The last year of the 2010s has been prolific in terms of important new pieces of legislation and case law within the European Union, and in France and Germany in particular. Indeed, the European Parliament and the EU Council adopted in April 17, 2019, a controversial directive (Directive 2019/790 on copyright and related rights in the Digital Single Market) imposing on online content-sharing service providers—such as YouTube—a new liability system, based on popularity, time and turnover criteria. This directive was created to encourage these service providers to make greater efforts in fighting copyright counterfeiting on their platforms. In France, the PACTE law, which went into force on May 22, 2019, introduced new material changes—namely the strengthening of the French patent office granting procedure (extension of examination scope) and the introduction of patent opposition proceedings before the French patent office. These two legislations greatly influenced EU and French IP law across the year.


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On an issue of first impression in a copyright infringement dispute out of the Southern District of Texas, the US Court of Appeals for the Fifth Circuit confirmed that failure to mitigate is not a complete defense to copyright or Digital Millennium Copyright Act (DMCA) claims for statutory damages. Energy Intelligence Grp., Inc. et. al., v. Kayne Anderson Capital Advisors, LP, et. al., Case No. 18-20350 (5th Cir., January 15, 2020) (Higginson, J.).

In 2014, energy industry publisher Energy Intelligence Group, Inc. and its affiliated entity in the United Kingdom (together, EIG) filed suit against energy securities investment firm Kayne Anderson Capital Advisers (KA), alleging copyright infringement and abuses of the DMCA based on a KA partner’s violation of US copyright law and violation of his subscription agreement for EIG’s Oil Daily newsletter, which provides news and analysis about the North America petroleum industry. The jury in the district court proceeding found that EIG could have reasonably avoided almost all of the alleged copyright and DMCA violations through real-time investigations and enforcement efforts, and thus awarded EIG just over $500,000 in statutory damages for the infringement of 39 works of authorship. The district court, however, still applied the Copyright Act’s fee shifting provisions and awarded EIG over $2.6 million in attorney’s fees and costs. The parties’ consolidated appeals to the Fifth Circuit thus presented an issue of first impression: namely, whether the failure to mitigate copyright infringement is a complete defense to liability for statutory damages under the Copyright Act and the DMCA.


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The US Court of Appeals for the Fifth Circuit has reversed a district court ruling awarding statutory copyright damages for pre-registration infringements, explaining that the statute bars such an award even when the post-registration infringement of exclusive rights of the copyright holder is different from the pre-registration act(s). Southern Credentialing Support Services, LLC v. Hammond Surgical Hospital, LLC, Case No. 18-31160 (5th Cir. Jan. 9, 2020) (Costa, J.). This case analyzes § 412 of the US Copyright Act, which bars an award of statutory damages for infringements commenced prior to registration of a copyright.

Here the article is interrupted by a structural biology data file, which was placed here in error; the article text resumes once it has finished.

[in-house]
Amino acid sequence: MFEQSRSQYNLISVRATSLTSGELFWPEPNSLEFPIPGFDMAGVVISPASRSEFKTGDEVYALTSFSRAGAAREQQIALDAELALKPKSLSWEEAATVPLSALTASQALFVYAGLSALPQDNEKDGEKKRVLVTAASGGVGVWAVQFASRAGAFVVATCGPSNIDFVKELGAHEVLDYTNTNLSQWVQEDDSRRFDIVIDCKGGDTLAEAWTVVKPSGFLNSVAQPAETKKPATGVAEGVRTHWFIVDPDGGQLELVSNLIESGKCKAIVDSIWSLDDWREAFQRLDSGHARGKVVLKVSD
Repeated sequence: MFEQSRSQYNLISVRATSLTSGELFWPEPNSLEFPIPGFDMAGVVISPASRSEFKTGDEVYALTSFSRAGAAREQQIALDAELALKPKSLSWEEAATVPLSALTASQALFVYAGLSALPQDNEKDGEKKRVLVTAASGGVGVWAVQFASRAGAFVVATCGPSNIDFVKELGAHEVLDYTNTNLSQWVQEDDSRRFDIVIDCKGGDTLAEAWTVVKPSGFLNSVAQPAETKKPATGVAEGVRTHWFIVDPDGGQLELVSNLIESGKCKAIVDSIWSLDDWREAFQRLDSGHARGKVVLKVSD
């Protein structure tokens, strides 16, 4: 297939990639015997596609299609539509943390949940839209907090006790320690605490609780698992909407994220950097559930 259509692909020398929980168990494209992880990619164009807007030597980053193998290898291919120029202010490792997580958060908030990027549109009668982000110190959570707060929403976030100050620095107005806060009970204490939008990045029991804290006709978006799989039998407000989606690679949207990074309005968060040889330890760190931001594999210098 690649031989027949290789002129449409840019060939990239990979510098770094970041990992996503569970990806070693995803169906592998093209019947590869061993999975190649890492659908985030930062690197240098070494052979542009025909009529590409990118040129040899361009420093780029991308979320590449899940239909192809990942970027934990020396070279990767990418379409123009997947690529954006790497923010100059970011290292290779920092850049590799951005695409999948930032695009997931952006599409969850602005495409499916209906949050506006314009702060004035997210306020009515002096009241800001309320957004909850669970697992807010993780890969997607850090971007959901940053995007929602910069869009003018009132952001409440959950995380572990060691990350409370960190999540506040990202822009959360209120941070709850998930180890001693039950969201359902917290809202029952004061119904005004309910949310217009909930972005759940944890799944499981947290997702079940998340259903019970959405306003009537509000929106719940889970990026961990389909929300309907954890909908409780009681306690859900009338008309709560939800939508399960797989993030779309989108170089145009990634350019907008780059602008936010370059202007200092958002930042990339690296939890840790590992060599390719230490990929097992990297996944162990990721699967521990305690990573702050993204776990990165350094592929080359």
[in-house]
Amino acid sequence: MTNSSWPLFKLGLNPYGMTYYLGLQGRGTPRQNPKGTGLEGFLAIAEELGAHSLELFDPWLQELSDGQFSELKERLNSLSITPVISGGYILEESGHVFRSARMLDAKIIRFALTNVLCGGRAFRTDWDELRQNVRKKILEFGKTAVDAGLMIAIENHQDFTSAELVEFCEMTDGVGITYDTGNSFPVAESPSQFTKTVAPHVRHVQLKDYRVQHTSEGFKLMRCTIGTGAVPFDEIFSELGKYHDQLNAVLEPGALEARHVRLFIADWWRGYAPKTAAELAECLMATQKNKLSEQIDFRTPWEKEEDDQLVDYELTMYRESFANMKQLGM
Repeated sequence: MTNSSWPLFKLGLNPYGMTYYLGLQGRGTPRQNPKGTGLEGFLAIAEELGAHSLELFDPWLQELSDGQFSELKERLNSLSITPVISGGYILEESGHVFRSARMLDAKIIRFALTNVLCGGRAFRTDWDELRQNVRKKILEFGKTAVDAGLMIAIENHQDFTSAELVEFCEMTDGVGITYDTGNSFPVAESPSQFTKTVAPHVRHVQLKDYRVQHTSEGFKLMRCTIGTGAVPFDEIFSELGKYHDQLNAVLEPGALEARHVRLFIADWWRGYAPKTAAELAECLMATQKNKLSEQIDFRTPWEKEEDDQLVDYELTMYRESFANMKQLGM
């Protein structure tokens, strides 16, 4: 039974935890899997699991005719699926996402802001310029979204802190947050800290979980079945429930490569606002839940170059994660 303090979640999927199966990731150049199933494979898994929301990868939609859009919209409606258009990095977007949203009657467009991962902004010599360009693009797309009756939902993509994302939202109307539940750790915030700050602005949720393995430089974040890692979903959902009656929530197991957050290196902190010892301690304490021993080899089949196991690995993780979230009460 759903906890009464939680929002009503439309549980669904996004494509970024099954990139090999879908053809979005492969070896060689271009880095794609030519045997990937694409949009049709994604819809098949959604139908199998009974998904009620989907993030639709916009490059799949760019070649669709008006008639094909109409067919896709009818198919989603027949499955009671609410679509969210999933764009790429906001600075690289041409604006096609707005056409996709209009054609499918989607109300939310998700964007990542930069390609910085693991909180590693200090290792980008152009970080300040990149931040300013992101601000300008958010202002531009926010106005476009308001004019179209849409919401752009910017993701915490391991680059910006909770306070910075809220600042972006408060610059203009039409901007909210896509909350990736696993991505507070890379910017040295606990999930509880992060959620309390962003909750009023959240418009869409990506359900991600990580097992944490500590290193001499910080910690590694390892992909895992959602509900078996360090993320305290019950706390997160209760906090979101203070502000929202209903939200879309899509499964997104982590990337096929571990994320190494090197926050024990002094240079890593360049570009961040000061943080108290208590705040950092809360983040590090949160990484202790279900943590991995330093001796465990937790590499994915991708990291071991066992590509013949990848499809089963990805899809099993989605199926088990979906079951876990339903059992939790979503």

Credentialing is a process doctors must complete to practice at hospitals, and credentialing service providers verify the information doctors provide. Southern Credentialing Support Services (SCSS) began providing credentialing services to Hammond in 2010, and designed two packets of custom forms for credentialing uses by Hammond. After SCSS stopped providing services to Hammond in 2013, Hammond contracted with another provider for credentialing services and continued to use some of the forms developed by SCSS. By 2017, the new provider for Hammond had also made the SCSS forms available online. SCSS did not obtain copyright registration for its forms until 2014, after learning that Hammond was still using some of the SCSS forms. After the parties failed to resolve the dispute amicably, SCSS sued Hammond for copyright infringement.


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The US Court of Appeals for the Ninth Circuit affirmed a district court dismissal of a lawsuit brought by a nonprofit licensor of copyrighted math materials against a commercial duplicating company that copied the materials for licensee school districts for a fee. Great Minds v. Office Depot, Inc., Case. No. 18-55331 (9th Cir. Dec. 27, 2019) (Farris, J).

Great Minds publishes a copyrighted math curriculum called Eureka Math, which it licenses royalty-free to schools and school districts for “noncommercial” uses. The licensees are permitted to make copies of the materials for their own use. Great Minds reserves the right to collect royalties when the materials are used for “other than noncommercial” purposes.